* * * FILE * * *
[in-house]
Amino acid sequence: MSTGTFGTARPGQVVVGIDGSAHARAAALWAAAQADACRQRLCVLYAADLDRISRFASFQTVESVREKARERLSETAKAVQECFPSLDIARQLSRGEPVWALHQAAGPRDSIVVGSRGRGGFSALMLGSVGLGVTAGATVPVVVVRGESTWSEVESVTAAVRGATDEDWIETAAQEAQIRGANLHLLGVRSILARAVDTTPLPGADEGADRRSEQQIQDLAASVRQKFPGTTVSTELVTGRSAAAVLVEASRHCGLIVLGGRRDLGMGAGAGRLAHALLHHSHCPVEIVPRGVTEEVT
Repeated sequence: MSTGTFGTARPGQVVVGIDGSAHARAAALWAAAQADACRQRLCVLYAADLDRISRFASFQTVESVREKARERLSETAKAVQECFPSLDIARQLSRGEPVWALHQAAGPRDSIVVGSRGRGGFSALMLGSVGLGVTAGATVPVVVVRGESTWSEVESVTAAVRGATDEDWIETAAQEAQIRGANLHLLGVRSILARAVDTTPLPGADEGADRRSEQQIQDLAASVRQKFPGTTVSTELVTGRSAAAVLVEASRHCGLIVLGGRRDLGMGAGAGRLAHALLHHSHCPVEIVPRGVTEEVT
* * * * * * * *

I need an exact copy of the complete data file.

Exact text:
[in-house]
Amino acid sequence: MSTGTFGTARPGQVVVGIDGSAHARAAALWAAAQADACRQRLCVLYAADLDRISRFASFQTVESVREKARERLSETAKAVQECFPSLDIARQLSRGEPVWALHQAAGPRDSIVVGSRGRGGFSALMLGSVGLGVTAGATVPVVVVRGESTWSEVESVTAAVRGATDEDWIETAAQEAQIRGANLHLLGVRSILARAVDTTPLPGADEGADRRSEQQIQDLAASVRQKFPGTTVSTELVTGRSAAAVLVEASRHCGLIVLGGRRDLGMGAGAGRLAHALLHHSHCPVEIVPRGVTEEVT
Repeated sequence: MSTGTFGTARPGQVVVGIDGSAHARAAALWAAAQADACRQRLCVLYAADLDRISRFASFQTVESVREKARERLSETAKAVQECFPSLDIARQLSRGEPVWALHQAAGPRDSIVVGSRGRGGFSALMLGSVGLGVTAGATVPVVVVRGESTWSEVESVTAAVRGATDEDWIETAAQEAQIRGANLHLLGVRSILARAVDTTPLPGADEGADRRSEQQIQDLAASVRQKFPGTTVSTELVTGRSAAAVLVEASRHCGLIVLGGRRDLGMGAGAGRLAHALLHHSHCPVEIVPRGVTEEVT